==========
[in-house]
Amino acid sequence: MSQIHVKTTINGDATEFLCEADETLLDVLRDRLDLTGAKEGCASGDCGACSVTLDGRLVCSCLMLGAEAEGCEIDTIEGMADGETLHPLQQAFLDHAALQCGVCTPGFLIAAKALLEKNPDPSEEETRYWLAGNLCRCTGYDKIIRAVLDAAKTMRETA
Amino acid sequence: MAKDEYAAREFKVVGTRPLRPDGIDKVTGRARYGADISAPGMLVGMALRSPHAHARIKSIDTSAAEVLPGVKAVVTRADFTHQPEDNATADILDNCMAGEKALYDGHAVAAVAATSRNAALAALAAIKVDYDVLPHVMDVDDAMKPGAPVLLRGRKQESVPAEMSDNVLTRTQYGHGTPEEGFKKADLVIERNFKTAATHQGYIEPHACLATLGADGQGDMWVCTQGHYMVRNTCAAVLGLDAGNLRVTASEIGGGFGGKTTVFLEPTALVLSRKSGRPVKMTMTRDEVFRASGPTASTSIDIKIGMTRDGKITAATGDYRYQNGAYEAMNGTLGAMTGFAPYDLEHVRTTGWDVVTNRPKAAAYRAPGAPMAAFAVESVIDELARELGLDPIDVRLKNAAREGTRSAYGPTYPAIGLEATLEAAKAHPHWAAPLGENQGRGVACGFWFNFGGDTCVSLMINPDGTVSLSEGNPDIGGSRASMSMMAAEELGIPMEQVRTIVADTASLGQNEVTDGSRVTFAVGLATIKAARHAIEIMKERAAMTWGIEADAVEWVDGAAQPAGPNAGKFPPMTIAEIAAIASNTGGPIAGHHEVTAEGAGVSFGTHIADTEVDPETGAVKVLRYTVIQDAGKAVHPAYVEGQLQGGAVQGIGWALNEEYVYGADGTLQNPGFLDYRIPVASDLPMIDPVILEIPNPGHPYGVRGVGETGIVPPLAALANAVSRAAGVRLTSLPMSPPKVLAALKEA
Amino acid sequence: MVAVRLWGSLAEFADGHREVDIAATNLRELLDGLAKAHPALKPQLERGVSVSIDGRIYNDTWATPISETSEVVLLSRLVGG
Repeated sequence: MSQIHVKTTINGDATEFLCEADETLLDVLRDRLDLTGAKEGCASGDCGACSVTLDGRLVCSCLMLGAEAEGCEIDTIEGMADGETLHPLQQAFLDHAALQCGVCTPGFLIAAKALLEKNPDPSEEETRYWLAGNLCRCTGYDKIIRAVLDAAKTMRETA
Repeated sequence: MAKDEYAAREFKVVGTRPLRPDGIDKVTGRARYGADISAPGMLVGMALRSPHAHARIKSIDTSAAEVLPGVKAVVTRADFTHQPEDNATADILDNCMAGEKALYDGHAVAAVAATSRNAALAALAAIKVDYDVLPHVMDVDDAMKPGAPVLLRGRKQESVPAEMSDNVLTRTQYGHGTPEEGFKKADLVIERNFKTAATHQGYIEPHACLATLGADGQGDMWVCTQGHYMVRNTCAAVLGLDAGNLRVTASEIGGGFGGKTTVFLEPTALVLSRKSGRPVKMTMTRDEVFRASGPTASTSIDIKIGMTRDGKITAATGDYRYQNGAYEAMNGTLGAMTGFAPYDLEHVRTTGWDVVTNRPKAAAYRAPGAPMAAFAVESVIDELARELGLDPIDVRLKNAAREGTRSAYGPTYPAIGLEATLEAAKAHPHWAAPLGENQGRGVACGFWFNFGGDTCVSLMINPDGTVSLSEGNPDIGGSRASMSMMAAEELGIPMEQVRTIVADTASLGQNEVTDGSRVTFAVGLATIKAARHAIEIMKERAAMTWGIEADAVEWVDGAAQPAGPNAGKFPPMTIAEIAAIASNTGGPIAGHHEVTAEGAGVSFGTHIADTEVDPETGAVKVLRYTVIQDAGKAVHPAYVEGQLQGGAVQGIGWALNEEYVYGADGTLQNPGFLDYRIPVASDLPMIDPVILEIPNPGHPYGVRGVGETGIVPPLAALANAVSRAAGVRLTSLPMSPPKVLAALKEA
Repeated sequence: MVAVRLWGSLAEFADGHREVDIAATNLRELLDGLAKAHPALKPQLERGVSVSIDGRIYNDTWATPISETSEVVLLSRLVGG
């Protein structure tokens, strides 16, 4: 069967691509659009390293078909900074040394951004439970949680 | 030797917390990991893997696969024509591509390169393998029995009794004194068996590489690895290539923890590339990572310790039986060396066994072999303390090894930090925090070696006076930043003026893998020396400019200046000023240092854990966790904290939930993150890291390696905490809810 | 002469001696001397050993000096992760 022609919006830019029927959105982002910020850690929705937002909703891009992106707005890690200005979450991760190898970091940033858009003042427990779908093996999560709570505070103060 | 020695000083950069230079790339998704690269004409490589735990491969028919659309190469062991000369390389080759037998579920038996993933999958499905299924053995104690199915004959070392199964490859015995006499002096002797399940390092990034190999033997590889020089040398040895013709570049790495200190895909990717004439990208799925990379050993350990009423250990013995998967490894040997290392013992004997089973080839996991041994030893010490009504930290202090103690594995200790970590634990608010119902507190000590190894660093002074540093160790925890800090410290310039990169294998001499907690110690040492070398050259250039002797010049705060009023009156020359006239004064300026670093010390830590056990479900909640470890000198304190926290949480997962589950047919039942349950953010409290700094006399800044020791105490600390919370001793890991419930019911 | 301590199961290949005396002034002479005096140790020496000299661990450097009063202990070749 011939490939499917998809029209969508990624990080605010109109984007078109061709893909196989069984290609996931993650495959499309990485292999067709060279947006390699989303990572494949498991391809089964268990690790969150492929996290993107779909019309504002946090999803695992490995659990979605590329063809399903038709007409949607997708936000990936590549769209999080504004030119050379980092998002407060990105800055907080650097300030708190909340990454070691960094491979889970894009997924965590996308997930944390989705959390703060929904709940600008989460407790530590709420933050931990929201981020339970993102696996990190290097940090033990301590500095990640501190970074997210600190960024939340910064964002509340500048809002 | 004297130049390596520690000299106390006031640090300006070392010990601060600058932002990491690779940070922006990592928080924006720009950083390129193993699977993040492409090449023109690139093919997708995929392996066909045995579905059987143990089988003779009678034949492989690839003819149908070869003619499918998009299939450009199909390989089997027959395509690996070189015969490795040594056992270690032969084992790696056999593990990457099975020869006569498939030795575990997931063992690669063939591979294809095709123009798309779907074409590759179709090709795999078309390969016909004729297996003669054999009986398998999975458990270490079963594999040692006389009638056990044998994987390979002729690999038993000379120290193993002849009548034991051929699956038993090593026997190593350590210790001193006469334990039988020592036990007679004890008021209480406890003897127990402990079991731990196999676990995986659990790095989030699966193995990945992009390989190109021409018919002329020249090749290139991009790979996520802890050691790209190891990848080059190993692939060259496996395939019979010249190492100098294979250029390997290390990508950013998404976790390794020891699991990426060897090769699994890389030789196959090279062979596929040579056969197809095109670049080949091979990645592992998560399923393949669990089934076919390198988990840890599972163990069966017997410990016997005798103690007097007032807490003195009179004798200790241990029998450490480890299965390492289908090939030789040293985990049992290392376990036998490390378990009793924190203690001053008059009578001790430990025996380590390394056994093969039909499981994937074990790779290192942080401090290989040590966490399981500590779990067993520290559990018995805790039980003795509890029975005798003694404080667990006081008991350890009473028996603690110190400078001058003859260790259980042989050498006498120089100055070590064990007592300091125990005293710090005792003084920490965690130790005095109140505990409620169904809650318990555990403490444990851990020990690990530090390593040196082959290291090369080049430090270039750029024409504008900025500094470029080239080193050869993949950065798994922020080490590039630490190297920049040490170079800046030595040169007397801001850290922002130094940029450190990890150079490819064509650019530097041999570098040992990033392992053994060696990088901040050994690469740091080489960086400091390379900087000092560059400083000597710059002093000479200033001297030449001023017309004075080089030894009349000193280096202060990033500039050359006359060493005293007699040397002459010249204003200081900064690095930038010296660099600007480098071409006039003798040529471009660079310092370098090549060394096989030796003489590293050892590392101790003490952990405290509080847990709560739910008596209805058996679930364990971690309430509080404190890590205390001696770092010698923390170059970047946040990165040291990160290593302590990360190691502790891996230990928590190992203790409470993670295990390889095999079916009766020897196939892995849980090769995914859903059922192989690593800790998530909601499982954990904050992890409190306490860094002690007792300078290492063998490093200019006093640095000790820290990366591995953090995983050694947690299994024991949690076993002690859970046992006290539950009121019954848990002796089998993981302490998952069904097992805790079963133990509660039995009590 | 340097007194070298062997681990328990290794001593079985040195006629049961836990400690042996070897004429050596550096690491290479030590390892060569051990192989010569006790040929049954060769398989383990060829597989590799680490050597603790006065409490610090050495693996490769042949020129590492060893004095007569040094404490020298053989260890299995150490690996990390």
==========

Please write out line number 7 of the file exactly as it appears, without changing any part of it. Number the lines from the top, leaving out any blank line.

Repeated sequence: MVAVRLWGSLAEFADGHREVDIAATNLRELLDGLAKAHPALKPQLERGVSVSIDGRIYNDTWATPISETSEVVLLSRLVGG